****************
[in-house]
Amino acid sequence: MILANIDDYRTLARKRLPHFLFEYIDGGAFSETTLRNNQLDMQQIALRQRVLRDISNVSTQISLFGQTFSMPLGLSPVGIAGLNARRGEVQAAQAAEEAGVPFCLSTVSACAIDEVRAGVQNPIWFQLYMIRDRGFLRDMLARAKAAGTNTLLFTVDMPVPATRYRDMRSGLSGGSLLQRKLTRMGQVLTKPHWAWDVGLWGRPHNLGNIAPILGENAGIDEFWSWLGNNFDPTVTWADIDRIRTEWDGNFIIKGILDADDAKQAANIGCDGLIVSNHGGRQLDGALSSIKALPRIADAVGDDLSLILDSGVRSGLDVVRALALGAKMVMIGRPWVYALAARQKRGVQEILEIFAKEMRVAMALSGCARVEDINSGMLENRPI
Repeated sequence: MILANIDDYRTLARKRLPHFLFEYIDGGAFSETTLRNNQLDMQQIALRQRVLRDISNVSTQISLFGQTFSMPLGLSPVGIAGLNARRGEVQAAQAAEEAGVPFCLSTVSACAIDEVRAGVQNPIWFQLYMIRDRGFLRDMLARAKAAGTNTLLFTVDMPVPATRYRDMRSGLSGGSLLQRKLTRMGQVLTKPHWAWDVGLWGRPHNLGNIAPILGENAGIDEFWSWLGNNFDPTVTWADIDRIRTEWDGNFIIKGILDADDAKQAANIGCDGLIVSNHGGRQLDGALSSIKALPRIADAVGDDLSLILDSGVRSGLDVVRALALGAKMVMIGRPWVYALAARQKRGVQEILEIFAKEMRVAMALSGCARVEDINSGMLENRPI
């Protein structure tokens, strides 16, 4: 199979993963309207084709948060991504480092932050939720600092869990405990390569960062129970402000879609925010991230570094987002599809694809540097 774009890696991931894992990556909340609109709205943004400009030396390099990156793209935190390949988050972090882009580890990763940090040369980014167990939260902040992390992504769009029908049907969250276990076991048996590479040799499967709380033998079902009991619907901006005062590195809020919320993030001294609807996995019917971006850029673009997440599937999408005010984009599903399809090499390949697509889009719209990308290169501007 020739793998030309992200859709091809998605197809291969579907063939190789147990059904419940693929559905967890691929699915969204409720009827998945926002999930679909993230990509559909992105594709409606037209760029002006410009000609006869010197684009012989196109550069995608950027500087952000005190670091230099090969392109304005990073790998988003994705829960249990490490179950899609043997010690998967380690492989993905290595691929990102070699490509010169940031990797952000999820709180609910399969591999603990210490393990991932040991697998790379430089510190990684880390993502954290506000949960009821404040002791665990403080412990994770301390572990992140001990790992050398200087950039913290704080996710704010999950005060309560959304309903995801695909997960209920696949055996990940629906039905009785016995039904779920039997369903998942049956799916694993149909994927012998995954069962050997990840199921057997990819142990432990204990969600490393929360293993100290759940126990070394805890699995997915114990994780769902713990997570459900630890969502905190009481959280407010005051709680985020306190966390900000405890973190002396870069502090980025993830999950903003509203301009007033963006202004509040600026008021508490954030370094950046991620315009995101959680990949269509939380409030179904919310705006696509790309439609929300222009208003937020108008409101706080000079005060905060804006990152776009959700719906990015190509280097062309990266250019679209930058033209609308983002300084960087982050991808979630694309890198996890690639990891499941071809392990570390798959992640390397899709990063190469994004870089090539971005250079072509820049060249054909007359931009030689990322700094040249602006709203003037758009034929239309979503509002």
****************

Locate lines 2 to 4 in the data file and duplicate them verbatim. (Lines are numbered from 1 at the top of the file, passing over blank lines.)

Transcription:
Amino acid sequence: MILANIDDYRTLARKRLPHFLFEYIDGGAFSETTLRNNQLDMQQIALRQRVLRDISNVSTQISLFGQTFSMPLGLSPVGIAGLNARRGEVQAAQAAEEAGVPFCLSTVSACAIDEVRAGVQNPIWFQLYMIRDRGFLRDMLARAKAAGTNTLLFTVDMPVPATRYRDMRSGLSGGSLLQRKLTRMGQVLTKPHWAWDVGLWGRPHNLGNIAPILGENAGIDEFWSWLGNNFDPTVTWADIDRIRTEWDGNFIIKGILDADDAKQAANIGCDGLIVSNHGGRQLDGALSSIKALPRIADAVGDDLSLILDSGVRSGLDVVRALALGAKMVMIGRPWVYALAARQKRGVQEILEIFAKEMRVAMALSGCARVEDINSGMLENRPI
Repeated sequence: MILANIDDYRTLARKRLPHFLFEYIDGGAFSETTLRNNQLDMQQIALRQRVLRDISNVSTQISLFGQTFSMPLGLSPVGIAGLNARRGEVQAAQAAEEAGVPFCLSTVSACAIDEVRAGVQNPIWFQLYMIRDRGFLRDMLARAKAAGTNTLLFTVDMPVPATRYRDMRSGLSGGSLLQRKLTRMGQVLTKPHWAWDVGLWGRPHNLGNIAPILGENAGIDEFWSWLGNNFDPTVTWADIDRIRTEWDGNFIIKGILDADDAKQAANIGCDGLIVSNHGGRQLDGALSSIKALPRIADAVGDDLSLILDSGVRSGLDVVRALALGAKMVMIGRPWVYALAARQKRGVQEILEIFAKEMRVAMALSGCARVEDINSGMLENRPI
């Protein structure tokens, strides 16, 4: 199979993963309207084709948060991504480092932050939720600092869990405990390569960062129970402000879609925010991230570094987002599809694809540097 774009890696991931894992990556909340609109709205943004400009030396390099990156793209935190390949988050972090882009580890990763940090040369980014167990939260902040992390992504769009029908049907969250276990076991048996590479040799499967709380033998079902009991619907901006005062590195809020919320993030001294609807996995019917971006850029673009997440599937999408005010984009599903399809090499390949697509889009719209990308290169501007 020739793998030309992200859709091809998605197809291969579907063939190789147990059904419940693929559905967890691929699915969204409720009827998945926002999930679909993230990509559909992105594709409606037209760029002006410009000609006869010197684009012989196109550069995608950027500087952000005190670091230099090969392109304005990073790998988003994705829960249990490490179950899609043997010690998967380690492989993905290595691929990102070699490509010169940031990797952000999820709180609910399969591999603990210490393990991932040991697998790379430089510190990684880390993502954290506000949960009821404040002791665990403080412990994770301390572990992140001990790992050398200087950039913290704080996710704010999950005060309560959304309903995801695909997960209920696949055996990940629906039905009785016995039904779920039997369903998942049956799916694993149909994927012998995954069962050997990840199921057997990819142990432990204990969600490393929360293993100290759940126990070394805890699995997915114990994780769902713990997570459900630890969502905190009481959280407010005051709680985020306190966390900000405890973190002396870069502090980025993830999950903003509203301009007033963006202004509040600026008021508490954030370094950046991620315009995101959680990949269509939380409030179904919310705006696509790309439609929300222009208003937020108008409101706080000079005060905060804006990152776009959700719906990015190509280097062309990266250019679209930058033209609308983002300084960087982050991808979630694309890198996890690639990891499941071809392990570390798959992640390397899709990063190469994004870089090539971005250079072509820049060249054909007359931009030689990322700094040249602006709203003037758009034929239309979503509002």